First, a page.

So, while contemplating what I could possibly get for my niece and nephew (turning 21 and 18, respectively), and scrolling through Pinterest’s DIY boards, I got an idea. I hope they like it.
First, the supply list:
2 (12×24″) watercolor canvases,
acrylic paint; 2 shades of whatever color theme you choose. I used a neutral brown: espresso and burnt umber
2 small sponges
Cricut cutting machine and laptop
1 (12×12″) sheet adhesive vinyl, gold
1 (12×12″) sheet adhesive vinyl, dark brown
Cricut cutting mat
Now, how I did it:
I bought the watercolor canvases at Hobby Lobby
I already had on hand these acrylic paints and small sponges. I only used 2 of the brown paints; espresso and burnt umber.
With a fairly wet sponge, I lightly dampened the entire canvas. With the damp sponge dipped in a small amount of the espresso paint, I sponged the edges with the burnt umber paint. I then sort of spread the paint around the edges and added just a little of the espresso color. I dragged a clean dampened sponge over the canvas to give it its aged appearance. I let them dry completely while I moved to my trusty Cricut and my laptop.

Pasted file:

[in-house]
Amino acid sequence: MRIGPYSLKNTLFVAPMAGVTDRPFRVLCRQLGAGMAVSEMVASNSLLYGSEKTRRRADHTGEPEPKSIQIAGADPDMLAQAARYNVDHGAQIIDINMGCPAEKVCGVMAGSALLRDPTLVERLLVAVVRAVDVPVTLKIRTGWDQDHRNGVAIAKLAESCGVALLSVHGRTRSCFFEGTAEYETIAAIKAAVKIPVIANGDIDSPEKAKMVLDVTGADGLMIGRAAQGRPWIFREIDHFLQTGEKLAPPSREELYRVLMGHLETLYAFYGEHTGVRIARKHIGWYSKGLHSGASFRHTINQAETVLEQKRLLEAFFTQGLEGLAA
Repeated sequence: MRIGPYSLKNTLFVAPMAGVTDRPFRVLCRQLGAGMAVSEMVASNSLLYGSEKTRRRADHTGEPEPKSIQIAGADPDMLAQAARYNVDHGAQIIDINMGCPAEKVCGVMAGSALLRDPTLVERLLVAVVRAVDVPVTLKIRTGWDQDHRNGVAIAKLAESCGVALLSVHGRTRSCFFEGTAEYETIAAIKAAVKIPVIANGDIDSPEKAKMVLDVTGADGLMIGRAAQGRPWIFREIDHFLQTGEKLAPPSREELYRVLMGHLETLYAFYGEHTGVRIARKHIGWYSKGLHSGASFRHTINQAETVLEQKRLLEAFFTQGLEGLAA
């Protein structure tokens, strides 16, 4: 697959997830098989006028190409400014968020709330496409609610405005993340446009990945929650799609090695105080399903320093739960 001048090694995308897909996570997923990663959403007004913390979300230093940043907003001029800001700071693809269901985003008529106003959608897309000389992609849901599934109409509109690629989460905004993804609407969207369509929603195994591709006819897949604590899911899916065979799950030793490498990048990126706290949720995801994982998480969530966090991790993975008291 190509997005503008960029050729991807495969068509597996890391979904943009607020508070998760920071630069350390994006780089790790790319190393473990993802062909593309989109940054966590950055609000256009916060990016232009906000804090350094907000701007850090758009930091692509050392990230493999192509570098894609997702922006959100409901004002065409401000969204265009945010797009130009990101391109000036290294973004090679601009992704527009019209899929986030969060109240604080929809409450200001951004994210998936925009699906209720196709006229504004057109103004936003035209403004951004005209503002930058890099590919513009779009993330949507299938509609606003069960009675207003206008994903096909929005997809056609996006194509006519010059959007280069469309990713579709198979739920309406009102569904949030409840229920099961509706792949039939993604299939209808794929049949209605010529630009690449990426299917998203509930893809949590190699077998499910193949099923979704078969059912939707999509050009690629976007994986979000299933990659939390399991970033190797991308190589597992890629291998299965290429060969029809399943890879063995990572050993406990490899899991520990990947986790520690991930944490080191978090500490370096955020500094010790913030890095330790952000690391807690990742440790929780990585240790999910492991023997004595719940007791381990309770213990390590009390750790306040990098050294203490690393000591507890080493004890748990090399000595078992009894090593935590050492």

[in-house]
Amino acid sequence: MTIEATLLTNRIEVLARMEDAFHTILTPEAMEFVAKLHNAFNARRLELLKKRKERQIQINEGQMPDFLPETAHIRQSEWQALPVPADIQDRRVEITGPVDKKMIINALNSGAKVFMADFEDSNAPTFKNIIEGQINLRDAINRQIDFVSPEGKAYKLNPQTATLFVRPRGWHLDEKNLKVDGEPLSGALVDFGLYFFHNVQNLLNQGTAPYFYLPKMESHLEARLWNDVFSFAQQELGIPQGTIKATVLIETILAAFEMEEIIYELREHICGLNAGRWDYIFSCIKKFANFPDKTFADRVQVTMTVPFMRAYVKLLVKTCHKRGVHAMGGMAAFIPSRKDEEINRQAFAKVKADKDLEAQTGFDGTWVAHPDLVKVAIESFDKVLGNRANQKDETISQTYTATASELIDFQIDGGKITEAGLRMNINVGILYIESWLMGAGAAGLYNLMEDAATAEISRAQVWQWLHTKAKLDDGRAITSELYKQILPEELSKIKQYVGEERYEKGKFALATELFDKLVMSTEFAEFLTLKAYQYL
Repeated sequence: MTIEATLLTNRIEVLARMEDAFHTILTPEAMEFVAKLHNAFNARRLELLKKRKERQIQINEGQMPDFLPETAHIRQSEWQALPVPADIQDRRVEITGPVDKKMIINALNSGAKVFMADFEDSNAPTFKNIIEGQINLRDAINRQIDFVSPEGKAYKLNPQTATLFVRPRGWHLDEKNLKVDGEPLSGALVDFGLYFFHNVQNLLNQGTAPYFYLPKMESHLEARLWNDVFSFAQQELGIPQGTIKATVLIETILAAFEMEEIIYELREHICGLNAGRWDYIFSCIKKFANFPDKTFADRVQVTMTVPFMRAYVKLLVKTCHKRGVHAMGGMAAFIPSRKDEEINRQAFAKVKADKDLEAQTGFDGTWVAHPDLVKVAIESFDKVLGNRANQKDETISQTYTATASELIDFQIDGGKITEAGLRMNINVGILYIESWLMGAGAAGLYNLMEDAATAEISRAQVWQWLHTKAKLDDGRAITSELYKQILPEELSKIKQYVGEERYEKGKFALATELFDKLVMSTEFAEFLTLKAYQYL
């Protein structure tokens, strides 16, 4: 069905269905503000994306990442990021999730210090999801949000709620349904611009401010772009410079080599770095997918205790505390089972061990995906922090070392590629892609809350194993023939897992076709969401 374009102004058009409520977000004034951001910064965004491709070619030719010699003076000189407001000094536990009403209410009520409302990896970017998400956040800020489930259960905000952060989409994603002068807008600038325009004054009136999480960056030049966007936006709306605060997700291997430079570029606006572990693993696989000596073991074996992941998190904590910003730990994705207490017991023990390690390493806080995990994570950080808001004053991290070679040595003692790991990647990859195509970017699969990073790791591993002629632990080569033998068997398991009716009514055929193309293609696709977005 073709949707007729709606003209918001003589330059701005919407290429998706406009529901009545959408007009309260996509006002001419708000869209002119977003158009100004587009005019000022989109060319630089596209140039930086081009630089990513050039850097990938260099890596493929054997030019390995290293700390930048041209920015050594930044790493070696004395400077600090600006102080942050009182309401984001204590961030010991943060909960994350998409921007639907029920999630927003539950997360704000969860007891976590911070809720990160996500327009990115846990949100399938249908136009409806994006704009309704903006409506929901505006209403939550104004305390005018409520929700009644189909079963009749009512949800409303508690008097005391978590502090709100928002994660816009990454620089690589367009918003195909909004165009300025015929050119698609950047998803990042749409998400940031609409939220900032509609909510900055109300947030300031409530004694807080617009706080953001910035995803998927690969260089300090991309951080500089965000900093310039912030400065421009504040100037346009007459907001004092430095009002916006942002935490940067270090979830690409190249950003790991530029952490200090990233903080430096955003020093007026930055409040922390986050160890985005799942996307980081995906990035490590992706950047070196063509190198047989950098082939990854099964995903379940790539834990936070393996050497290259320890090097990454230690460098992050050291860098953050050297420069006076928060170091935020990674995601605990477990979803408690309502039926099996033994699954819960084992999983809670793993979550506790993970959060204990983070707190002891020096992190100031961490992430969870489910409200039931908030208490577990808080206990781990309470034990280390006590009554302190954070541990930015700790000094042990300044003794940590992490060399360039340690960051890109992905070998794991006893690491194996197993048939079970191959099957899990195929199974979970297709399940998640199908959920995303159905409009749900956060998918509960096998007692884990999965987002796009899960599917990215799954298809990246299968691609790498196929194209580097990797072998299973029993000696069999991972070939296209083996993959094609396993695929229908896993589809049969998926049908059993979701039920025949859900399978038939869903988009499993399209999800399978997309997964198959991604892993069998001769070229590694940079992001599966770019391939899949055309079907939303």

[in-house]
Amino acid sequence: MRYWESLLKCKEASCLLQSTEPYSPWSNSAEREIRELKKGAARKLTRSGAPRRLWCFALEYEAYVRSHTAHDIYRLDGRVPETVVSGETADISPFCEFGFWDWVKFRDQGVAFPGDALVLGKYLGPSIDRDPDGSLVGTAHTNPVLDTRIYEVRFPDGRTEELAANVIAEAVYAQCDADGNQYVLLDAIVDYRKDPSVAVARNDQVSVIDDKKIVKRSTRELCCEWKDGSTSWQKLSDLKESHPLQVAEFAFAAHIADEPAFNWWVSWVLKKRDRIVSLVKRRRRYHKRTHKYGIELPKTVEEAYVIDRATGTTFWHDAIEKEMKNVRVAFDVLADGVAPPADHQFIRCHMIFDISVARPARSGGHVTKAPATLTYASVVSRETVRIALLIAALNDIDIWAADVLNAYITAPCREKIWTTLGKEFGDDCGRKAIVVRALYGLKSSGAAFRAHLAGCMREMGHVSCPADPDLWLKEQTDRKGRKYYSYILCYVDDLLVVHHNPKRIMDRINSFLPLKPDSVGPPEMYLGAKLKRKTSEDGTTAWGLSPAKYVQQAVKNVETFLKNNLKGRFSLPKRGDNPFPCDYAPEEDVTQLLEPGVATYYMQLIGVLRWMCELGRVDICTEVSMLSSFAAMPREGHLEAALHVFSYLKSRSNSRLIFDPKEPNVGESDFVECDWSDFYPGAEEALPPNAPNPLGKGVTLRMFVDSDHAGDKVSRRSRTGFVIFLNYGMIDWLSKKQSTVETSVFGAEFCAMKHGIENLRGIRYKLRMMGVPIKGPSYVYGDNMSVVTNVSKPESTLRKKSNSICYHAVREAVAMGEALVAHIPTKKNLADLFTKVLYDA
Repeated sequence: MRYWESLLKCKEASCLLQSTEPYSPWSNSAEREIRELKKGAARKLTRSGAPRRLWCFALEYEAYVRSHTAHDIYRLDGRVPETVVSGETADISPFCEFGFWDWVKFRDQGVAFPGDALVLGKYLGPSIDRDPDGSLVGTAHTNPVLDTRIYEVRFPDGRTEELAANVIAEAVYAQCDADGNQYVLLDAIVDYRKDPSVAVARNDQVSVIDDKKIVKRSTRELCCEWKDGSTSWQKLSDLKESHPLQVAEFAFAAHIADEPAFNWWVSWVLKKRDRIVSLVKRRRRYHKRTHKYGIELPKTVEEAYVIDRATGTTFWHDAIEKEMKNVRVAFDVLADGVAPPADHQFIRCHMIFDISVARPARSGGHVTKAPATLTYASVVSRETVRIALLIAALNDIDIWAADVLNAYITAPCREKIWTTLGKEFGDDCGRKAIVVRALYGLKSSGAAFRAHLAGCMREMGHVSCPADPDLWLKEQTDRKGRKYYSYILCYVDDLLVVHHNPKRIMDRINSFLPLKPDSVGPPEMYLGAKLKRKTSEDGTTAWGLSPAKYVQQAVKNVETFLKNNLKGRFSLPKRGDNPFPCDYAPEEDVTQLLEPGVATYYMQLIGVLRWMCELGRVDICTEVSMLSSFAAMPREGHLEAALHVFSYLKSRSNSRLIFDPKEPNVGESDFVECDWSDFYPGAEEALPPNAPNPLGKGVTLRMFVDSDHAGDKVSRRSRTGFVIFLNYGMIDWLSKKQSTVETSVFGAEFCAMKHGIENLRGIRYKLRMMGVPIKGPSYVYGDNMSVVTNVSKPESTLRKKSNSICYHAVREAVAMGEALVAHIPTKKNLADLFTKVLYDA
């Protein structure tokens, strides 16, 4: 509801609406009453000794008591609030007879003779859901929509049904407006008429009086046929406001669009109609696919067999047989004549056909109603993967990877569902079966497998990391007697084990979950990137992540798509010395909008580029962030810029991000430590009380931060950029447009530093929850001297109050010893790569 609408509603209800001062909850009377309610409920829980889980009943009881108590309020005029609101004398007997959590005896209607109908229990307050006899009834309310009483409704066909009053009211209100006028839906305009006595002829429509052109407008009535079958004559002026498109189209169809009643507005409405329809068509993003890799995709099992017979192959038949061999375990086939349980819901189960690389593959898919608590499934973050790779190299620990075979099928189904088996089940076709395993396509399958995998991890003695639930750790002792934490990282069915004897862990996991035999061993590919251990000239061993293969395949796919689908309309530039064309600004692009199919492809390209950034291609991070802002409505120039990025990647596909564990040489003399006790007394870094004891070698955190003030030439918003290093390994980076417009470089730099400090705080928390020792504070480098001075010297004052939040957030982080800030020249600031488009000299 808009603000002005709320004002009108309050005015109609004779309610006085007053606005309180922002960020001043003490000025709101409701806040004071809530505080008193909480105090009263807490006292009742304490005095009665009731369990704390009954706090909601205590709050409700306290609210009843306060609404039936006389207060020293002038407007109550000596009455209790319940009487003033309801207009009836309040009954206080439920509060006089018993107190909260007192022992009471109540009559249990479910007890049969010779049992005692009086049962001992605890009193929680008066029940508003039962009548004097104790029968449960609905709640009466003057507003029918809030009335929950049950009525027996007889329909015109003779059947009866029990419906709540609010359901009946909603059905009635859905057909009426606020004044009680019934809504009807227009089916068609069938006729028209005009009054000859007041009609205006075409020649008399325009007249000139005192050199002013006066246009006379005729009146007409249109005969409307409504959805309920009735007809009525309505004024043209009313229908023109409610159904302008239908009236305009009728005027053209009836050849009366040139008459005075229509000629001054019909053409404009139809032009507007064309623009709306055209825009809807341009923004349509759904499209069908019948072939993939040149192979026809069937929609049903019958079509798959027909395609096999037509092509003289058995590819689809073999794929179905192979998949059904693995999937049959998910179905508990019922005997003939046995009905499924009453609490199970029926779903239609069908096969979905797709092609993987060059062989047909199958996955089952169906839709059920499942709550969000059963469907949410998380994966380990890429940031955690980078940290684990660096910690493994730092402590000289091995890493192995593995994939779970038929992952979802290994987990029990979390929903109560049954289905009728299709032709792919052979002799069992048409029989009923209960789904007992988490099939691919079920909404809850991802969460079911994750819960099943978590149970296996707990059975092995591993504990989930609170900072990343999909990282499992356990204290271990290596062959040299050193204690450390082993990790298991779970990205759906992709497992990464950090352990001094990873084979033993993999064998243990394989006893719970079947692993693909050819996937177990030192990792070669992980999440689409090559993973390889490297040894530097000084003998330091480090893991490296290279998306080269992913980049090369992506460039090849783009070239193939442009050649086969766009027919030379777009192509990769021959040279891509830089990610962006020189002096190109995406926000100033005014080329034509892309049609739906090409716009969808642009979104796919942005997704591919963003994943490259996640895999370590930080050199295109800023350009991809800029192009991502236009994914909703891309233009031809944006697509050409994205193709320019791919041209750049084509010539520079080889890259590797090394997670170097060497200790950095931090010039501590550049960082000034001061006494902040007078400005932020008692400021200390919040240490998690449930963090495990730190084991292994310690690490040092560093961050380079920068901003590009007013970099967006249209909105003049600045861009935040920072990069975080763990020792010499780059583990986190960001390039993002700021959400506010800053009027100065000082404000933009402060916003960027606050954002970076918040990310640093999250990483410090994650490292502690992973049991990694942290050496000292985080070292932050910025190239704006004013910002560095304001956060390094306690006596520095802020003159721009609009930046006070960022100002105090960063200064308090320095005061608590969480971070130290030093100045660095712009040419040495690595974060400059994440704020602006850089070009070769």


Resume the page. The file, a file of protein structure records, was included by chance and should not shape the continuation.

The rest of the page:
I searched around until I found the swirly image that I liked, uploaded it, sized it (10″ wide and 6″ tall), then cut it from the gold adhesive-backed vinyl.
Working with a Cricut machine is not simple, no matter what the company proclaims. Usually, much inappropriate language accompanies any project I tackle, and this proved no exception. I’ll leave out most of the minute details involved with using the machine, so contact me for more detailed instructions if you want to.
So after the design is cut from the vinyl, I weed the excess away, rub the transfer paper over the design and lift it from its backing, position it in the canvas, then rub the back-side of the canvas to transfer it. Lastly, i very carefully peel the transfer paper away, leaving the design affixed to the canvas.
I then searched for a nice cursive font for the names; I finally chose Edwardian Script, which was one of the free fonts. Positioning and sizing the letters caused the majority of cursing. After I got the names cut, weeded, and transferred, I positioned the remainder of the gold vinyl back on the cutting mat and cut the name meanings. I used the Stone Script free font. I did a google search for name meanings; Vic’s was easy, but I wound up using the meaning for “Samuel” for Sammi’s name because I like it more than “Samantha’s.”